One of the cutest things the boys do right now is pretend to work where Daddy works. James owns and operates a small family business, a moving company that specializes in helping seniors move into retirement homes. It's a far cry from the film degree he earned in university, but he is a real life president of a real life company that is pretty successful. For the last 7 years he has put his nose to the grindstone and built it up into a thriving company.
So the boys love to play "Senior Moving." They pick furniture up and move it around the home. If I need something toted to the car, or in the backyard, they always come together and pick it up and chatter about how they are moving like they do in Daddy's company. James came up with a little jingle for the business a few years back, and the boys sing it as they go. Priceless.
They also talk about one day doing what Daddy does. There has been some talk lately about jobs, careers, and also university and schooling. What university did Daddy go to? Then comes the conversation about how although those four years taught Daddy a lot, they didn't have much to do with owning and operating a moving company. What university will we go to? Well, that depends on what you want to do.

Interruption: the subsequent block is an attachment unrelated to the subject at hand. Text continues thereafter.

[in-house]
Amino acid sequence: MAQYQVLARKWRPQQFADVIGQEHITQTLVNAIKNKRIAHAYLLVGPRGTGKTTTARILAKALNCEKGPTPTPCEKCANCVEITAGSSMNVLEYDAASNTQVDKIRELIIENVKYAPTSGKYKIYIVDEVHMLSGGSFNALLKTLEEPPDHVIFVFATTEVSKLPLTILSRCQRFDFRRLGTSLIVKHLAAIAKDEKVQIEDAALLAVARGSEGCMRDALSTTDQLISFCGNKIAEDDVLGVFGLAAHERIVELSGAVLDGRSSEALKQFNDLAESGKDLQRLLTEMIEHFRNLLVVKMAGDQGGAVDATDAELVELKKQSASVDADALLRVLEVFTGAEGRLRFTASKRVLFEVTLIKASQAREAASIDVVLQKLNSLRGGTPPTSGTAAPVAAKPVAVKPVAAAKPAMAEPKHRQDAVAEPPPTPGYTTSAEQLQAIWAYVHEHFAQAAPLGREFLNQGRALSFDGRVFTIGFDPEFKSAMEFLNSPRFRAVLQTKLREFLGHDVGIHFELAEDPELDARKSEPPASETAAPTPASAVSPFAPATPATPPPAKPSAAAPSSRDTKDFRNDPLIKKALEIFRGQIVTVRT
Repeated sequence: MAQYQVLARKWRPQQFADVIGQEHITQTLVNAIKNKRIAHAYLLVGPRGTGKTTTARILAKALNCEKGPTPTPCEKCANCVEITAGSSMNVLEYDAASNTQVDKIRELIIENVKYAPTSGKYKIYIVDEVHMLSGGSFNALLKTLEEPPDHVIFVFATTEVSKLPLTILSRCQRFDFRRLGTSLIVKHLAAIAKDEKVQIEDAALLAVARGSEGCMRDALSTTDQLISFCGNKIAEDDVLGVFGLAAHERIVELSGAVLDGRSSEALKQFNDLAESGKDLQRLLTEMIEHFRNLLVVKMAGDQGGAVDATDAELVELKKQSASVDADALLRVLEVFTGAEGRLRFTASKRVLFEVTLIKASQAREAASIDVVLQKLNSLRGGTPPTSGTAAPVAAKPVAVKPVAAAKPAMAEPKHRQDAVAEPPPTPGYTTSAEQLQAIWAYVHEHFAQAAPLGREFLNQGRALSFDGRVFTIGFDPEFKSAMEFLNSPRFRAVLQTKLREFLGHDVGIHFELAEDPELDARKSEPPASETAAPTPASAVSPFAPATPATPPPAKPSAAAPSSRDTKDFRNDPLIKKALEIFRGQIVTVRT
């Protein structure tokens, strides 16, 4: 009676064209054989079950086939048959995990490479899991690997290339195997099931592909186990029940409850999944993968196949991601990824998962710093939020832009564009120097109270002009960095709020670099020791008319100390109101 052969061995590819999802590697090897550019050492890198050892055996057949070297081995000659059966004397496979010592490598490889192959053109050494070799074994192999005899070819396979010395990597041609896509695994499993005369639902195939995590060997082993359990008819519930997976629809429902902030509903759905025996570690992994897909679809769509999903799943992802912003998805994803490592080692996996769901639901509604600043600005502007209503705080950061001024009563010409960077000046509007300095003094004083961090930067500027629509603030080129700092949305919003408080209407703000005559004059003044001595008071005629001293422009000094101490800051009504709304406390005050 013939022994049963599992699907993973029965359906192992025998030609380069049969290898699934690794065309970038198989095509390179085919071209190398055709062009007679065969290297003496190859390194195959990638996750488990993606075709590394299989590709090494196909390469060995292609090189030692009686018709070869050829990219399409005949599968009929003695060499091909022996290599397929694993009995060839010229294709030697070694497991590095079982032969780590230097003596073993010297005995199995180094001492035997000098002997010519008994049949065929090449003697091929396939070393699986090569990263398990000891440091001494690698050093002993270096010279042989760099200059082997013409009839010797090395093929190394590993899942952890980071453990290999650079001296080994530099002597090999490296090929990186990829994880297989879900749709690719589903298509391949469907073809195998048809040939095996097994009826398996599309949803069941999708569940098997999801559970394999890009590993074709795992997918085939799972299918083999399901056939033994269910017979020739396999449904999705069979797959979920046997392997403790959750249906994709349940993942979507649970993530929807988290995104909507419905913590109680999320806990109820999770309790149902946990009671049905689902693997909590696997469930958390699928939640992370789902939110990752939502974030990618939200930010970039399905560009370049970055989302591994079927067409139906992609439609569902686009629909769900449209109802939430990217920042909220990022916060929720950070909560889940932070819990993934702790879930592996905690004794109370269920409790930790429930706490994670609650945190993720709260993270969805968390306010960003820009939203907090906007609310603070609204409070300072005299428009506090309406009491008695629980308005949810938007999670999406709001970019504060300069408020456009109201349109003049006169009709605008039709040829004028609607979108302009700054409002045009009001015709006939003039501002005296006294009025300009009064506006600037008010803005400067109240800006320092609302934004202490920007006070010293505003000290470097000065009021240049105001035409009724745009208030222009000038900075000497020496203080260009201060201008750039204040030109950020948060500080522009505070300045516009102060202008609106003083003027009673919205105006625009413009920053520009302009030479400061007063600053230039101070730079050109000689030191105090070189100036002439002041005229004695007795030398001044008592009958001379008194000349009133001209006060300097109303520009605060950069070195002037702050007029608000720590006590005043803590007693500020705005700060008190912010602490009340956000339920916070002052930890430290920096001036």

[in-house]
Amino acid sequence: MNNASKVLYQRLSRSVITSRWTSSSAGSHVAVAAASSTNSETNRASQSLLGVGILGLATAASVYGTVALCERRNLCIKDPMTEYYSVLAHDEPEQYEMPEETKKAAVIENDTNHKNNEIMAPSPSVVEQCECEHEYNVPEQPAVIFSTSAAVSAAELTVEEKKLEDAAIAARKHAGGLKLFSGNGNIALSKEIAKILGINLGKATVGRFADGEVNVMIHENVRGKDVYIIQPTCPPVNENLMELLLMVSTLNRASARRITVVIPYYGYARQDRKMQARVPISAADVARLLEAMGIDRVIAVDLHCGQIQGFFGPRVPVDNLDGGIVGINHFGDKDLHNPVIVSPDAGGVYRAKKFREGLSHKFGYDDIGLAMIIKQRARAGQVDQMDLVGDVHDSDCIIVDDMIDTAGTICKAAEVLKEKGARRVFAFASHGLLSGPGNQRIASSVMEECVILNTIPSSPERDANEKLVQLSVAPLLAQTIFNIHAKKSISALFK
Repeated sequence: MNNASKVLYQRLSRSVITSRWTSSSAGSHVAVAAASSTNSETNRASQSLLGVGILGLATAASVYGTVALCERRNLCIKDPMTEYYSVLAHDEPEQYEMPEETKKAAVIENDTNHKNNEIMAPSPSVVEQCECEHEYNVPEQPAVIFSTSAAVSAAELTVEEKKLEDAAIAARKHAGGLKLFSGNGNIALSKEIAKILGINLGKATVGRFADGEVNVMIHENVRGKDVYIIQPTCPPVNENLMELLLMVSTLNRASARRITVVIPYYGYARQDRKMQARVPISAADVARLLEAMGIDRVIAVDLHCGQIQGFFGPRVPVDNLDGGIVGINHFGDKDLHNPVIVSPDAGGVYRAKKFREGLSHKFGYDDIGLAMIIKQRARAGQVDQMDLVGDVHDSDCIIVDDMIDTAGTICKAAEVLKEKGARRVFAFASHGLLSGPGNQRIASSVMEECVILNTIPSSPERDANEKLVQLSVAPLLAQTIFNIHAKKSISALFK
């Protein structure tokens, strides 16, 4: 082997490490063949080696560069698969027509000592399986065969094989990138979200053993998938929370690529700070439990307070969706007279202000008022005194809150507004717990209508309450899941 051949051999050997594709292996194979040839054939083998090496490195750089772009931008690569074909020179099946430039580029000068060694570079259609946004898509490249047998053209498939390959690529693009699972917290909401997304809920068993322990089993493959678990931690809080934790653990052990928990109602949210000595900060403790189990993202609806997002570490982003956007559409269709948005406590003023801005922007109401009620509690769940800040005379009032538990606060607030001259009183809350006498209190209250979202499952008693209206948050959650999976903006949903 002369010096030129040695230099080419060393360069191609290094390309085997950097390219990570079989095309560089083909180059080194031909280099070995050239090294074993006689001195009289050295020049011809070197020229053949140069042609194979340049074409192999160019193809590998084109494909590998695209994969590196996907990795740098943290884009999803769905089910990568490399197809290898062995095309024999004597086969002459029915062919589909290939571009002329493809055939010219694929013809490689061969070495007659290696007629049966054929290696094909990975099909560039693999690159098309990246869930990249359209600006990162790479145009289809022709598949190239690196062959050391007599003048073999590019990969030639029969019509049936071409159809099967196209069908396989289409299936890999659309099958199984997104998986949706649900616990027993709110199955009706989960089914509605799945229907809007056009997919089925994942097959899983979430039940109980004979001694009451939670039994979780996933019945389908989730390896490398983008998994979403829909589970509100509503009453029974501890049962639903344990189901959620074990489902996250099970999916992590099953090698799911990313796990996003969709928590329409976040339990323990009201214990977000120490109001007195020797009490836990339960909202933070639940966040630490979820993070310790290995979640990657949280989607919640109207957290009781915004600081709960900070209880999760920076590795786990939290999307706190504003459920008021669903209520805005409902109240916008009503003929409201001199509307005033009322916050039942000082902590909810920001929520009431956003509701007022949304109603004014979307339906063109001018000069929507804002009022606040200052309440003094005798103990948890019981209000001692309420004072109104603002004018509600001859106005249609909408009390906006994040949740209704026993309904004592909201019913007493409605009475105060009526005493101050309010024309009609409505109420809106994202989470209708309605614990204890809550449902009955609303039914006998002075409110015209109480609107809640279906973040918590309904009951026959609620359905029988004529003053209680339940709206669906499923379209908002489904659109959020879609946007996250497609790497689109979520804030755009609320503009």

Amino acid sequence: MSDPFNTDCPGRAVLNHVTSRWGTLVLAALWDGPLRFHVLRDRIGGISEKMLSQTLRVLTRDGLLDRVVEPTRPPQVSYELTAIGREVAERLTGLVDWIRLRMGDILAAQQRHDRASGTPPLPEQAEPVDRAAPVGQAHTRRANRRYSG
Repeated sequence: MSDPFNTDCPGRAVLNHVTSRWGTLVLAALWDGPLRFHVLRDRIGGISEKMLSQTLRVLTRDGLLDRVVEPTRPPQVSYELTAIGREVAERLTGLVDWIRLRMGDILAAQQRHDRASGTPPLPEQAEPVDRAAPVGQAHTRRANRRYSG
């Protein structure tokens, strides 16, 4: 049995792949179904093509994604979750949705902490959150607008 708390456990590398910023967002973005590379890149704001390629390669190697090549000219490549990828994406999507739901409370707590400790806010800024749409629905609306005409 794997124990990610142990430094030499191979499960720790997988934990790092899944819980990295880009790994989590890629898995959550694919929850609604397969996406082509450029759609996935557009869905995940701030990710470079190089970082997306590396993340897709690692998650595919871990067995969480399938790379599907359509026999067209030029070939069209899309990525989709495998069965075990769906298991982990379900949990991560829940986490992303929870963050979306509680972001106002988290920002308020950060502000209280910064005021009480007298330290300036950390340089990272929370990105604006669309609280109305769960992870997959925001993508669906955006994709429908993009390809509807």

I realized that while some professions and careers will always require higher education schooling, training, and certification (the medical profession, for example), I wonder if by the time Colin is college-age if post-secondary education will hold the same level of importance it holds today. Already you can see in some job postings "university degree or equivalent experience." Employers are recognizing two things: 1) that most of the real-world learning you do doesn't happen in a classroom and 2) anyone can learn the specifics of an industry if they have a strong work ethic, critical thinking skills, and an ability to learn and be taught. The result, I believe, is that universities and colleges will return to their original purposes: the former to experience and engage in ideas, and the latter to train for specific trades where a mentor is unknown or unavailable. We will lose (finally!) this idea that we must attend school in order to be ready to work. We will acknowledge (finally!) the knowledge of experts within the field and years of experience rather than the authority of textbooks.
So, for now, I tell my boys that if they want to do what Daddy does, then they won't need to go to university. Instead, they will work alongside their father, watching, learning, (failing,) understanding, engaging. In seven years James managed to figure most of it out on his own, and learned the rest from his own entrepreneurial father. In the four years the boys would spend in university, they would learn much, much more from working day to day actually running a business.